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HFM PTECH adds Chinese to course offerings

November 19, 2018 | Filed in Archive

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This year the Hamilton Fulton Montgomery PTECH is again breaking new ground for education in the region, offering a Chinese course to its students.

In years prior, HFM PTECH students had a Spanish course offered at FMCC as their only option for filling their high school language requirement. The Chinese class, held at PTECH’s Jansen Avenue school, is now open to all students beginning in their sophomore year.

According to the 2017 National Foreign Language Enrollment Survey, only 3.75 percent of high schools in New York state offer Chinese. Principal Mike Dardaris said adding Chinese is true to PTECH’s approach to teaching and learning.

“We’re not just teaching our students the language or about the food, culture, and music of China. We’re teaching them to be good global citizens,” Dardaris said.

He said he hopes the fact that students will leave PTECH with knowledge of Mandarin Chinese will help regional business partners in their global pursuits. “I’ve heard GLOBALFOUNDRIES executives say that the Chinese language barrier inhibits some business dealings,” Dardaris said. “It certainly seems there is a need for this skill, and HFM PTECH wants to ensure we are preparing students for what our business partners really need.”

For the 2018-19 school year, PTECH brought on Ping Huang part time. She is working to complete her New York teaching certification and her master’s degree in Chinese Education from Clarkson University this year.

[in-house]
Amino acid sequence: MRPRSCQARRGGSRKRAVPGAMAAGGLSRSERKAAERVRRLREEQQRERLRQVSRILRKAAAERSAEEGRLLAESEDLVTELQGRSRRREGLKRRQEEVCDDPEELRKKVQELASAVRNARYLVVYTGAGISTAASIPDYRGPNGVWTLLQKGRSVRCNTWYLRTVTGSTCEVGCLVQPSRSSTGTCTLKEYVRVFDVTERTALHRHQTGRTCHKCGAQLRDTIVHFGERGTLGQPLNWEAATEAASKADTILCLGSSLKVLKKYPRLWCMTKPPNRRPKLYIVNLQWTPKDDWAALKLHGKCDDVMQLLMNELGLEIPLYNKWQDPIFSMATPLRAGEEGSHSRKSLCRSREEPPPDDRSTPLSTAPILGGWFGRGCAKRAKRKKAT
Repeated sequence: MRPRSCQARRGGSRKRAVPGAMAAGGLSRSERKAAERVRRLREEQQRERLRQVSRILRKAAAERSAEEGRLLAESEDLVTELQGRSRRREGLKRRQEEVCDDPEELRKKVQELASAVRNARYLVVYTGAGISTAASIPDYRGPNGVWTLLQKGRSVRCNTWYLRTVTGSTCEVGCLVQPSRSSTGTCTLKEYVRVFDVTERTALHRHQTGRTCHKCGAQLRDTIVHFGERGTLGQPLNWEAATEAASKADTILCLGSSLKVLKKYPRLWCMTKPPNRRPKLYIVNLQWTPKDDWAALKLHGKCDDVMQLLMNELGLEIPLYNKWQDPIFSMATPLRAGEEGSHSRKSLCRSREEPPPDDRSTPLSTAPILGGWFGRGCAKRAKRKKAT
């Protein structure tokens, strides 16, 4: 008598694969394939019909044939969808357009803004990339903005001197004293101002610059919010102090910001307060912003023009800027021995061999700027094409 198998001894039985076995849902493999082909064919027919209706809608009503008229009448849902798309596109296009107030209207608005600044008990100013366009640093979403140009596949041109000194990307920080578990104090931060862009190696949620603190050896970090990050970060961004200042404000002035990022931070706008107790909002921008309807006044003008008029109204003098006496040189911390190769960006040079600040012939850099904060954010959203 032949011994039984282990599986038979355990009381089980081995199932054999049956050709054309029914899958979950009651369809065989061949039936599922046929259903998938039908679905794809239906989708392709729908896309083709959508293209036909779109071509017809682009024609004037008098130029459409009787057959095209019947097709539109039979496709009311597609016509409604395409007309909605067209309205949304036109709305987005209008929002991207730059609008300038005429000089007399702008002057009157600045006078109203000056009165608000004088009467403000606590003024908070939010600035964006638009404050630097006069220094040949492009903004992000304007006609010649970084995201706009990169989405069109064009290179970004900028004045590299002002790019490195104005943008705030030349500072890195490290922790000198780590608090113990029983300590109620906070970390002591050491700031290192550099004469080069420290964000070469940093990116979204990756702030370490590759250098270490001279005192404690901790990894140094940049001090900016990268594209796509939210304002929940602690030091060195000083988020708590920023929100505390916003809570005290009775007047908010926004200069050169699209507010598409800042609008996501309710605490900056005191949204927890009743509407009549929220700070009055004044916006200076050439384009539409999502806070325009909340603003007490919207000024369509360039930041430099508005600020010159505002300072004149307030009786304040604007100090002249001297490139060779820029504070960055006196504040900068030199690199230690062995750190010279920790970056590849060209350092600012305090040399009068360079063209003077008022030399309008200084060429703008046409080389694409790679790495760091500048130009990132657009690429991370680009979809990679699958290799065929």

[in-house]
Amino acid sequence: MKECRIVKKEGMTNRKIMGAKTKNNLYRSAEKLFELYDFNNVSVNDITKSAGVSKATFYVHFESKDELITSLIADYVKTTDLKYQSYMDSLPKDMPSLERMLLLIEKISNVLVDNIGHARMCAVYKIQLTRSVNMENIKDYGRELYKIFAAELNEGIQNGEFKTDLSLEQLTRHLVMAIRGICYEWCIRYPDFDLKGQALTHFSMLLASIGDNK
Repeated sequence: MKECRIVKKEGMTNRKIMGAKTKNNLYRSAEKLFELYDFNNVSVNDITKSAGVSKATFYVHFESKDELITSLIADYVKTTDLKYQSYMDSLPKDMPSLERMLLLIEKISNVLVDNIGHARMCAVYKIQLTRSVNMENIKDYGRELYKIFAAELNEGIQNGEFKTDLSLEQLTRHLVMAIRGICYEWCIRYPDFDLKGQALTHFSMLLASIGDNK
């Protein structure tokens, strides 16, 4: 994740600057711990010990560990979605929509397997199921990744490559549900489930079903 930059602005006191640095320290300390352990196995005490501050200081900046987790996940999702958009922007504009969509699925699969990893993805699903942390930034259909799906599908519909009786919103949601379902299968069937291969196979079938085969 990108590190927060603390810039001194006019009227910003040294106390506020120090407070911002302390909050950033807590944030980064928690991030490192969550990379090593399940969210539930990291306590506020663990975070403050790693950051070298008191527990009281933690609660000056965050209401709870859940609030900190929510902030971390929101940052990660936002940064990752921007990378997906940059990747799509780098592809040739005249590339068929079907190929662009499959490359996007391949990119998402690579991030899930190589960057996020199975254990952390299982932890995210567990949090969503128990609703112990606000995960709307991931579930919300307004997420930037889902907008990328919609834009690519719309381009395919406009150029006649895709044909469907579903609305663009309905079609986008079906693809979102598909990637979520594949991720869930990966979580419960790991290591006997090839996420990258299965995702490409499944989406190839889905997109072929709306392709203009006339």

Though she has lived in the United States for nine years, Huang grew up in a small village in South China and attended graduate school in Beijing.

Huang comes from a teaching background, as her mother was the principal of her village school. “Her passion for teaching and unconditional love for students definitely gave me lots of inspiration. I think that’s why I wanted to become a teacher when I first chose my profession back in China,” she said.

Huang said she is adjusting nicely to the area and the school. “Johnstown gives me the feeling of home. Also, the philosophy of PTECH resonates with my teaching philosophy: connect students’ learning to real problems,” she said.

Janet Ricci, a sophomore from Fonda in the advanced manufacturing pathway, said she appreciates that PTECH is offering something different that not everyone learns in school. “Learning a new language is cool and interesting, but it is challenging,” she said, adding that the Chinese culture is beautiful.

Ricci admits the Chinese symbols can be difficult to learn because they have multiple meanings. But, as a student in the advanced manufacturing pathway, she believes it will be worth the investment because it could be helpful in her career.